Dr. Eric Harrison ’64 wants to change the way the medical community thinks about heart health. He might just save your life in the process.
Dr. Eric Harrison ’64’s reputation bore his not-so-secret identity of Captain Cardiac, the Sunshine State’s superhero of heart health. Photos by Scott Cook
By this point, a half-century after graduating from Rollins in three years and going on to medical school at the University of Kentucky, Dr. Eric Harrison ’64’s credentials as one of Florida’s premier cardiologists are copious and unimpeachable.
He’s performed more than 14,000 heart catheterizations, pioneered the use of hypothermia for patients undergoing heart attacks, founded the first outpatient cardiovascular clinic at Tampa Memorial Hospital, created a freestanding Advanced Cardiac Imaging Center, helped start the International Cardio-Oncology Society, and launched the International Cardio-Orthopedic Academy—and that’s just the tip of the proverbial iceberg. His CV is 4,500 words long, and not a word of it feels superfluous.
Yet, even after all of that, Harrison is far from finished. In fact, the 2018 Alumni Achievement Award recipient thinks he’s on to something big, something revolutionary. Harrison likens himself to Dr. Henry Heimlich, who spent years trying to convince a recalcitrant medical community of his maneuver’s efficacy. He’s developed a method of screening for cardiac problems that he believes can save lives, and now he’s on a mission to convince the medical world of it.
Harrison’s latest venture is called the Sherlock Program, developed by his startup, PrivaCors. In short, the program uses CT imaging to predict cardiac problems more effectively and accurately than stress testing, a common technique used today in the U.S.
“We abandoned stress testing in 2004,” he says, because it produced too many false positives. “The European standards are now to do the CT scan instead of the stress test. We started dealing with people who are asymptomatic. We can predict heart attacks in those people.”
Photos by Scott Cook
With a clear CT scan, he says, you have “a 15-year warranty.” That’s because the scan looks for more than blockages; it also can identify “blisters,” the cause of 75 percent of heart attacks. Other diagnostic tests can be problematic, he says, either because they pose a risk to the patient or because they’re inaccurate.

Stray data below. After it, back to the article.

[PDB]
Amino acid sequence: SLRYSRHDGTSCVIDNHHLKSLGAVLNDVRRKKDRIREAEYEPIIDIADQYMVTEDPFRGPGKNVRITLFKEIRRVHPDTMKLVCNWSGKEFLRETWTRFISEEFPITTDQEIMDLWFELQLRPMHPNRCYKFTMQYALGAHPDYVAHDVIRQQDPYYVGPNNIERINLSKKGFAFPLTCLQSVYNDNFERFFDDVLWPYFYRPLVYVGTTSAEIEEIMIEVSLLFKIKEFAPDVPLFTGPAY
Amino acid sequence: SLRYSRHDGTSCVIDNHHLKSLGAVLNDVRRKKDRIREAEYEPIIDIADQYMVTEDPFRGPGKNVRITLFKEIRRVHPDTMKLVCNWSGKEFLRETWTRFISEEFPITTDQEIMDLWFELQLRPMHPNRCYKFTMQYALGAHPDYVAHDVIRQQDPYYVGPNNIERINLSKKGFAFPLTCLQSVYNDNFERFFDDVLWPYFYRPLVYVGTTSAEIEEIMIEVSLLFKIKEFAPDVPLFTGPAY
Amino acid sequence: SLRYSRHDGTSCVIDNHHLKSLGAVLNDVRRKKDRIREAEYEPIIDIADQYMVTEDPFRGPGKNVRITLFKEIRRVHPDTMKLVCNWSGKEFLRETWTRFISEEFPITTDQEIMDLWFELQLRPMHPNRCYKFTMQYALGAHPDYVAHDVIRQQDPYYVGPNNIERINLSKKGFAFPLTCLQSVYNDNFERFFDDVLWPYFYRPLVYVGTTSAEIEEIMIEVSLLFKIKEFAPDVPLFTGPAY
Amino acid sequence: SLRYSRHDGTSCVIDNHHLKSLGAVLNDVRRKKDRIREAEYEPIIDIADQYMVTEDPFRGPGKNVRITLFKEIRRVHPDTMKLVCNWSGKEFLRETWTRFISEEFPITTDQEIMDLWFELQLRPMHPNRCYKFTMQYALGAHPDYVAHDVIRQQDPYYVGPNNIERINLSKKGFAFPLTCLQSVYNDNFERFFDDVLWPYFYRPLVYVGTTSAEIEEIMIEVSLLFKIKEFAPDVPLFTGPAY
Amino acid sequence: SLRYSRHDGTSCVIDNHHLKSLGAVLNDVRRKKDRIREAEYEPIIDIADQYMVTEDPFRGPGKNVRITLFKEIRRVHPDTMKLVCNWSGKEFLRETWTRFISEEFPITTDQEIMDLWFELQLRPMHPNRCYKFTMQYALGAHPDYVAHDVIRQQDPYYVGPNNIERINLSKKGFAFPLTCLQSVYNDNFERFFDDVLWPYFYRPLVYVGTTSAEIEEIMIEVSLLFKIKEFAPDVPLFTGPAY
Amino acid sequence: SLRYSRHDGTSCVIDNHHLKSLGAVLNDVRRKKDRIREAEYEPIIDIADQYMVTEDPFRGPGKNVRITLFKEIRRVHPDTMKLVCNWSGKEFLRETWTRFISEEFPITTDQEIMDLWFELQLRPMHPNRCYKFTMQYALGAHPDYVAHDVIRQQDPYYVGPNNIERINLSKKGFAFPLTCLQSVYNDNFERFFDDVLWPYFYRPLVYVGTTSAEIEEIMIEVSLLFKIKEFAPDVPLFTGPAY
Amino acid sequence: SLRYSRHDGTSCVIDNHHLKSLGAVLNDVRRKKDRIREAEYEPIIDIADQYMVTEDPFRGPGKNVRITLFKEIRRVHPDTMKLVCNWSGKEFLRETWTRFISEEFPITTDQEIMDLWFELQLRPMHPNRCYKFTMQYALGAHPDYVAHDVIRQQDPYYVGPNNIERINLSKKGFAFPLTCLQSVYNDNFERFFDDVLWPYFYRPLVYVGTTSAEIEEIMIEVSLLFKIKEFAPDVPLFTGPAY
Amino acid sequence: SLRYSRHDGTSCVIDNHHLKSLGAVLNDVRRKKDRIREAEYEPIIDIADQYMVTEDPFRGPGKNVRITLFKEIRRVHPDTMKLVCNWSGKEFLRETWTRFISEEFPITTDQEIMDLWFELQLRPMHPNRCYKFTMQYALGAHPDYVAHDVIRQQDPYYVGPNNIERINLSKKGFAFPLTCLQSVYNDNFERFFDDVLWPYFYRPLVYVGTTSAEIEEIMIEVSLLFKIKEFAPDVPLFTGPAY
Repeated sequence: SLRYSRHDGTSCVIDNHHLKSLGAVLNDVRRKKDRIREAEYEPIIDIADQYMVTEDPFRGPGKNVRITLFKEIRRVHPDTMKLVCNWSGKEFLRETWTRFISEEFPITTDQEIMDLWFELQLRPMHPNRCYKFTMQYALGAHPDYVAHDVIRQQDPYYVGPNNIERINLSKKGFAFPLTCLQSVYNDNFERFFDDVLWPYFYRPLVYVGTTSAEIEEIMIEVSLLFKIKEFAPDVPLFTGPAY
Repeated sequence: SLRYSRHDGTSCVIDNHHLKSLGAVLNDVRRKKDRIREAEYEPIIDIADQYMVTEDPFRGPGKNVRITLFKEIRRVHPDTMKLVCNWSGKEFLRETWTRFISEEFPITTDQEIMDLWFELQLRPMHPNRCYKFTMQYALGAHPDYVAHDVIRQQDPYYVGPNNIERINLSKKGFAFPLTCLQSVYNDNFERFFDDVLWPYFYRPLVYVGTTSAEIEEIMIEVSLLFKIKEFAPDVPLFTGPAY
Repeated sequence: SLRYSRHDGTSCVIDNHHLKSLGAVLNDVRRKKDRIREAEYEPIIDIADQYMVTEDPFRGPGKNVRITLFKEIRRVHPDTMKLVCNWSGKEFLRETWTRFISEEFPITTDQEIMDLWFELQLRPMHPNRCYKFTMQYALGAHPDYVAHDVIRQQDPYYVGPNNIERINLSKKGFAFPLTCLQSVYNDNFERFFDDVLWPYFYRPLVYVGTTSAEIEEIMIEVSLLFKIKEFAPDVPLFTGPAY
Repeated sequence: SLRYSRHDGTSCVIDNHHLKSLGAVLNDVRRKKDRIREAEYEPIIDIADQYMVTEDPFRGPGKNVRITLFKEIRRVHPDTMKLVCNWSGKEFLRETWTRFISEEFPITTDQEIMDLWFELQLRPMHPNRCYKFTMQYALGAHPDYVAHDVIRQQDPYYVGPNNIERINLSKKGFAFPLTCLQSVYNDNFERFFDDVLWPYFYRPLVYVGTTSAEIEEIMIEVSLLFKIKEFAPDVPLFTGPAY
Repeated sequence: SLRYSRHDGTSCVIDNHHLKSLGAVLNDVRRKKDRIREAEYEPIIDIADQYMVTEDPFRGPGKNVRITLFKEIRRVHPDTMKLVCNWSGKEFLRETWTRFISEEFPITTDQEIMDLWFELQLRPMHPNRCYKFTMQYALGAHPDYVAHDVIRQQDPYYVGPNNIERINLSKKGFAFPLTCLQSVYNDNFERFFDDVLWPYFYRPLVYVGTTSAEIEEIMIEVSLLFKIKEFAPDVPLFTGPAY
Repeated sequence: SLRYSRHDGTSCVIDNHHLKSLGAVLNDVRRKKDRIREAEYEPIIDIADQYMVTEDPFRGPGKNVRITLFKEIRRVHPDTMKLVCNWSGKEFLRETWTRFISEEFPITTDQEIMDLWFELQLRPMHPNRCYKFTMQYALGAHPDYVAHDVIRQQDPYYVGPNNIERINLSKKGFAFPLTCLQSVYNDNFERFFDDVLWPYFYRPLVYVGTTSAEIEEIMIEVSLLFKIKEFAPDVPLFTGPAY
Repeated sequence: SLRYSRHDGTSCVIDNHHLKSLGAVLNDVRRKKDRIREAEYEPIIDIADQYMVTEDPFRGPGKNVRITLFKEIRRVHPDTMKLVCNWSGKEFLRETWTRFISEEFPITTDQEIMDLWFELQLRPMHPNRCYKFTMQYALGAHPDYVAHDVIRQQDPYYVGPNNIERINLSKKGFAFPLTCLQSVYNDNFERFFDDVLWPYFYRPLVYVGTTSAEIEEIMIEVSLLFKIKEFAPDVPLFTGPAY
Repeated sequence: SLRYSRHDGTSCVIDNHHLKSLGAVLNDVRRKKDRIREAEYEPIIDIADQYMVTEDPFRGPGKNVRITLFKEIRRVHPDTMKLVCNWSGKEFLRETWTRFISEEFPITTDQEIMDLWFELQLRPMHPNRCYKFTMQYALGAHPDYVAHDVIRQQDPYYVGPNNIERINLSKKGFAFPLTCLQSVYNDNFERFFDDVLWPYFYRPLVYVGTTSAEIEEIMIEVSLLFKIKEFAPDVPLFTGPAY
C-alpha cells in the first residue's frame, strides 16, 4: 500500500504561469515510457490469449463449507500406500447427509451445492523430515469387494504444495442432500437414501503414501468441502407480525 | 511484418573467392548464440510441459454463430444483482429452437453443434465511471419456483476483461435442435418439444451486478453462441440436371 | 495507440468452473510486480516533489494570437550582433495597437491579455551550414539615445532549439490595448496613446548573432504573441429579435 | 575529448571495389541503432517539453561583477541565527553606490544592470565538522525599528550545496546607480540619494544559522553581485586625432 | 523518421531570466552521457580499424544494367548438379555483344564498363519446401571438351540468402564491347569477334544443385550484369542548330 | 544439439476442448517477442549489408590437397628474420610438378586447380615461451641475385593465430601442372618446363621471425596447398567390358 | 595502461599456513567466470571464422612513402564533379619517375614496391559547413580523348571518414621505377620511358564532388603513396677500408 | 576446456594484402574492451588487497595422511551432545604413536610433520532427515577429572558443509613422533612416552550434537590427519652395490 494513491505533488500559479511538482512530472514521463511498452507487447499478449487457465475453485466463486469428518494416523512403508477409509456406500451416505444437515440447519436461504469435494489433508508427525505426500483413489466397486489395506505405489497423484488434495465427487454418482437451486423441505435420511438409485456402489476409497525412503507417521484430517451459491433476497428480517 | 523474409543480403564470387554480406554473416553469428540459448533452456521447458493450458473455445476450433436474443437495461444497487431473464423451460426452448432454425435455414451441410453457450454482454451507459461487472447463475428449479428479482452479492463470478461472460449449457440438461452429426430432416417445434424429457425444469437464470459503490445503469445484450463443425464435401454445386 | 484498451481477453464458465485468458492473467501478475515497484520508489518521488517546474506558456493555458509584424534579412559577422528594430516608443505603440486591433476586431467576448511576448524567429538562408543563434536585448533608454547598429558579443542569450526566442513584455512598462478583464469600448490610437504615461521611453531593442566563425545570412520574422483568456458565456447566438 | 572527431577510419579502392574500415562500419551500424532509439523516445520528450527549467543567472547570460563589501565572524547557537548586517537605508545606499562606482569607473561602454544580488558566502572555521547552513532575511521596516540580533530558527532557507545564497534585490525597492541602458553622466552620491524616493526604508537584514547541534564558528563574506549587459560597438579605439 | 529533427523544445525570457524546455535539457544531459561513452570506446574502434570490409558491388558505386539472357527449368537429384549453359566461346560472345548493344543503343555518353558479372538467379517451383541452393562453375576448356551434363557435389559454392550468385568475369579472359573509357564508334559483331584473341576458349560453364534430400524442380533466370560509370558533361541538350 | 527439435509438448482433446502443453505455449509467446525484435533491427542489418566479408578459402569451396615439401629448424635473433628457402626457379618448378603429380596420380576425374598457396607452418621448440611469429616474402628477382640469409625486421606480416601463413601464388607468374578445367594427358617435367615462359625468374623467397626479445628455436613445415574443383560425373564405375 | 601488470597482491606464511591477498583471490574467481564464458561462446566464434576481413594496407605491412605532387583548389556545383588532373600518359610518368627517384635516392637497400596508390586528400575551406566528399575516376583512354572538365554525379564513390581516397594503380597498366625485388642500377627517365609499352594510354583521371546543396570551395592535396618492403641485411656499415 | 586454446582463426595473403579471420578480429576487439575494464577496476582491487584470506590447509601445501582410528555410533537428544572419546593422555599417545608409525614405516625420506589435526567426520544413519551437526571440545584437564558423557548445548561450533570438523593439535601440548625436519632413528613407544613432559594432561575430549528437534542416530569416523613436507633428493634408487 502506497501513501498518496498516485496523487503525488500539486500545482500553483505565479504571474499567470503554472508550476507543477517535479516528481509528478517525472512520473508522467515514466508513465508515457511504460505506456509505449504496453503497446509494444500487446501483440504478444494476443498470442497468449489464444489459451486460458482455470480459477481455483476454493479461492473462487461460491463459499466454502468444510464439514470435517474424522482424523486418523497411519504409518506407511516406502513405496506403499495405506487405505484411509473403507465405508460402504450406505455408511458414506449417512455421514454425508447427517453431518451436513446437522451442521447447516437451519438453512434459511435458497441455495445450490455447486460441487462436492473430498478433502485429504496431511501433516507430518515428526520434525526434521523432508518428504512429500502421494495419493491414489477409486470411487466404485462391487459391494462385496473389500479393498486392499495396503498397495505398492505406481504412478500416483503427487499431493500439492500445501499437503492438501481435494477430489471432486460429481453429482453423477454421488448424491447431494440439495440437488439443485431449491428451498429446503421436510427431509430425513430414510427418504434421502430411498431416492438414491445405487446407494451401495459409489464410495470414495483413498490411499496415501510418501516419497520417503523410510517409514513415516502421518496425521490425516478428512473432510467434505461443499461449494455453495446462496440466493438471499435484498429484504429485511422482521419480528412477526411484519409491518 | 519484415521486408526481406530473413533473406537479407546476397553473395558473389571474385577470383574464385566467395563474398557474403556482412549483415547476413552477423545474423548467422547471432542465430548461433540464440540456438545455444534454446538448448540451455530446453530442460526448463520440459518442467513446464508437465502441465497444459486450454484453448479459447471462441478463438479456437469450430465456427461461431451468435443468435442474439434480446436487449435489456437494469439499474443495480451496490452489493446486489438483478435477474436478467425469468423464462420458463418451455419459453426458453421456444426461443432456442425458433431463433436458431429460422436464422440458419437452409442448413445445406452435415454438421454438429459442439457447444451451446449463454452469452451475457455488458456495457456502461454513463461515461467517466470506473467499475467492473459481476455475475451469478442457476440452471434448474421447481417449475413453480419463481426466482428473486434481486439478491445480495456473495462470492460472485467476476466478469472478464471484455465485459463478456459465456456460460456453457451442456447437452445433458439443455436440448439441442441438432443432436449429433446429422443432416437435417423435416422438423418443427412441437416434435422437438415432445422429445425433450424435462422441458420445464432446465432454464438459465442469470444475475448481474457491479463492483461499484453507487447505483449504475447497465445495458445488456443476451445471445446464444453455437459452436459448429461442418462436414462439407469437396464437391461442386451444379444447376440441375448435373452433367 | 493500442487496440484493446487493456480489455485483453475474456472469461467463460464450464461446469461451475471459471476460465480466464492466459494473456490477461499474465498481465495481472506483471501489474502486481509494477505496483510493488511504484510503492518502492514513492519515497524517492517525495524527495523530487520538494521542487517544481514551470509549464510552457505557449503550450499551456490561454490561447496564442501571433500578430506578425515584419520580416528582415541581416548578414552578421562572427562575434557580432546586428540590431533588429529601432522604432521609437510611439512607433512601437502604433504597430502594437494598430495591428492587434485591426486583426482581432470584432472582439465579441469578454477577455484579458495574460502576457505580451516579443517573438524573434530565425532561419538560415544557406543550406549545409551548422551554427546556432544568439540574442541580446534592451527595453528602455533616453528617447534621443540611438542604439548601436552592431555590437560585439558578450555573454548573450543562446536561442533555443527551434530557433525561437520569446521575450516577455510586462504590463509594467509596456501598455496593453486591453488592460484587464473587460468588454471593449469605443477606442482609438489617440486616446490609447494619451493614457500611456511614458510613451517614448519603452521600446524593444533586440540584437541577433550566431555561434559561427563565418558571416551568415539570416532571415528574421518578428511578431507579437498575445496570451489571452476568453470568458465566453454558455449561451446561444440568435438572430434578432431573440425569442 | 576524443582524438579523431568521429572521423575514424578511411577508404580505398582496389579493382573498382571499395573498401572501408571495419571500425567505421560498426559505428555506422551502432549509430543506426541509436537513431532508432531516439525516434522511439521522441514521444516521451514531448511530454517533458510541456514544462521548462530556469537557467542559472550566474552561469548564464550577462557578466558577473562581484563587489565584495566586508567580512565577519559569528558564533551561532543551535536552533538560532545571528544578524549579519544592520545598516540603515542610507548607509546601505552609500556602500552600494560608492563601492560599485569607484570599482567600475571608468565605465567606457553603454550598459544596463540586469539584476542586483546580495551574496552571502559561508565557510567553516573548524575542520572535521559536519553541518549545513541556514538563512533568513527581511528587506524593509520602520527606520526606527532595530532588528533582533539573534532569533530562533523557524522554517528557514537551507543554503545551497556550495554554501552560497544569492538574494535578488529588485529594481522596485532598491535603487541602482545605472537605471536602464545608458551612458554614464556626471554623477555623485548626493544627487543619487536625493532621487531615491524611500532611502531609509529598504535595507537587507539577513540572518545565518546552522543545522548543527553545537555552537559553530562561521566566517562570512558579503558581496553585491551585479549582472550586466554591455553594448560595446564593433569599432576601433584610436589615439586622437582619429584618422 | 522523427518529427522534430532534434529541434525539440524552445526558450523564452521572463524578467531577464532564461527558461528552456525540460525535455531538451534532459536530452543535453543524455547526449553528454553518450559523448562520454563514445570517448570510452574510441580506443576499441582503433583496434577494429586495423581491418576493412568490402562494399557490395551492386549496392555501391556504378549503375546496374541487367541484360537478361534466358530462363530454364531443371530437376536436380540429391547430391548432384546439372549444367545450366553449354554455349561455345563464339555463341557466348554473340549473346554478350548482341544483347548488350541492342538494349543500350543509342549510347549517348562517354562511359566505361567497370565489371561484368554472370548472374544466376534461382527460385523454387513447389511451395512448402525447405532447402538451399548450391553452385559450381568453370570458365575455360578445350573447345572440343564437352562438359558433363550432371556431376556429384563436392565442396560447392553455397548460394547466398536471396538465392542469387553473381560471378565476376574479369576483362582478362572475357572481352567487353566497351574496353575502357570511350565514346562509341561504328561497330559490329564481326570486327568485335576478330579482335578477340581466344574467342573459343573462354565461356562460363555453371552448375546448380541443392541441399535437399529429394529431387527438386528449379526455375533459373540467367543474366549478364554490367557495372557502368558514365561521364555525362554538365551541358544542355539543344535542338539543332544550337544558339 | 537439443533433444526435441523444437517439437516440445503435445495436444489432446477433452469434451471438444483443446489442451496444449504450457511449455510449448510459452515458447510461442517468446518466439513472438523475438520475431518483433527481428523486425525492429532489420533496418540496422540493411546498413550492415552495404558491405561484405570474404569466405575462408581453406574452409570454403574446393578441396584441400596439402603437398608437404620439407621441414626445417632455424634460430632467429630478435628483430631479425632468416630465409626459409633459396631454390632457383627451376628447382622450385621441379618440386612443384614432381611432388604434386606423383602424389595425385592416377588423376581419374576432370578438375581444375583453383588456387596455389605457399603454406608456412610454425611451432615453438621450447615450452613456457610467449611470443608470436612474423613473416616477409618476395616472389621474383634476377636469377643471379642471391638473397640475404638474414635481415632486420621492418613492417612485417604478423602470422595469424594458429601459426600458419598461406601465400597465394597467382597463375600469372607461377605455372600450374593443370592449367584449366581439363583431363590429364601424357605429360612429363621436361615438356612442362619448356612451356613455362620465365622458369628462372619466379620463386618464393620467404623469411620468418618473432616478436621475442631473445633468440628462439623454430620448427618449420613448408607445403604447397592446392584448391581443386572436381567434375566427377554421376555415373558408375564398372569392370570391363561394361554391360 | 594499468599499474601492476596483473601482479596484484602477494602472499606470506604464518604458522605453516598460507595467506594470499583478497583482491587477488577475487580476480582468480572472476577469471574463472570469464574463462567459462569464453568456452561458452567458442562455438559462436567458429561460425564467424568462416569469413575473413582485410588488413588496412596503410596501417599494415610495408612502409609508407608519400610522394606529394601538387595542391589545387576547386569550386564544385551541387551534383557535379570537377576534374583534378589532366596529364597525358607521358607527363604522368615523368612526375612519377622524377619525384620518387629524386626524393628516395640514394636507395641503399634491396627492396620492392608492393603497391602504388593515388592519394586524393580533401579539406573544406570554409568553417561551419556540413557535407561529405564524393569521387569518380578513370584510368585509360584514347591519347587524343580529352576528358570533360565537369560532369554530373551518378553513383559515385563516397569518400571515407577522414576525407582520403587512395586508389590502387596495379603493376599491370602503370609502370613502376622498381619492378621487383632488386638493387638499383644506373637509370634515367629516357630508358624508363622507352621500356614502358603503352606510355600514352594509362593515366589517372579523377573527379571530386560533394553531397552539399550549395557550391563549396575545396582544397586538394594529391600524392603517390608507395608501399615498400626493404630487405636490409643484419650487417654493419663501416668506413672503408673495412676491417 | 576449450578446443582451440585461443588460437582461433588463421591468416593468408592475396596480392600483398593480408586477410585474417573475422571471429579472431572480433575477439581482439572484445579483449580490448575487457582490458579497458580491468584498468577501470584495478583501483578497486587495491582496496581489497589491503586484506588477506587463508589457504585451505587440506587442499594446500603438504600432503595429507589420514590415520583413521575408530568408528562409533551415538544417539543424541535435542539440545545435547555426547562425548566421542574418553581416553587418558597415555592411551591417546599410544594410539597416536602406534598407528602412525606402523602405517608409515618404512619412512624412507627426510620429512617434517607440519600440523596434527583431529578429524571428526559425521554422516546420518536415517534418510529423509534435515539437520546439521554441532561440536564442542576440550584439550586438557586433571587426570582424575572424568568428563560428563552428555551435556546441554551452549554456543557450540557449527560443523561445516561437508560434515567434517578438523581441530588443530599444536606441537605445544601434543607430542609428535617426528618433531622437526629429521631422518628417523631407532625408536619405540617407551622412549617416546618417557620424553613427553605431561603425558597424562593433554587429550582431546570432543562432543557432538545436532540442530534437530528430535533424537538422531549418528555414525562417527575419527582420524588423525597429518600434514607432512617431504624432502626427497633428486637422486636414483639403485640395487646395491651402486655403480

“Some people, maybe three out of 1,000, could die from a cardiac catheter,” he says. “Fifty percent of nuclear stress tests are inaccurate. We decided that we needed to come up with something. With the Sherlock Program, what we’ve done is drilled deeper and spent more time analyzing and then putting all the data together.”
Soon that analysis will be aided by artificial intelligence. Right now, the Sherlock Program can analyze about 10 cases a day. Aided by a supercomputer in Palo Alto, a database of more than 5,500 cardiac patients, and AI—PrivaCors has been selected to collaborate with IBM Watson Healthcare—it could analyze 20,000 a day, allowing doctors to more precisely predict cardiac problems before they occur.
Dr. Harrison was recognized with an Alumni Achievement Award during Alumni Weekend 2018. Photo by Scott Cook
None of this would be happening, he adds, if he hadn’t chosen Rollins a half-century ago. The multidisciplinary approach ingrained in him at Rollins, he says, has made him a more creative doctor and led him to pioneer a solution to the world’s leading cause of death.
“Rollins gives you the opportunity, through liberal arts and the humanities, to be more sophisticated, more knowledgeable,” says Harrison. “It’s called versatility, and you can see how important that was.”
To give back to Rollins, which provided him with the intellectual foundation for his future endeavors, he recently partnered with the Center for Career & Life Planning on a new shadowing program for pre-med students. The program, which launched in January, will complement Rollins’ Pre-Med Observership Program, a partnership that Dr. Joseph Portoghese ’79 forged between the College and Florida Hospital in the mid-2000s. While that program allows participants to shadow doctors in a variety of specialty areas, Harrison’s version is focused on advanced cardiac imaging, artificial intelligence, and algorithms—the stuff he believes is the future of a changing medical world.
“The future of medicine is all in the algorithms,” he says. “We’ve learned for so many years how to answer questions, but we haven’t learned how to ask the right questions. Now we’re going to have to ask questions, not answer them. The computer’s going to answer; we need to ask the questions. So the whole thing’s backward. And we need to flip it.”
Photo by Scott Cook
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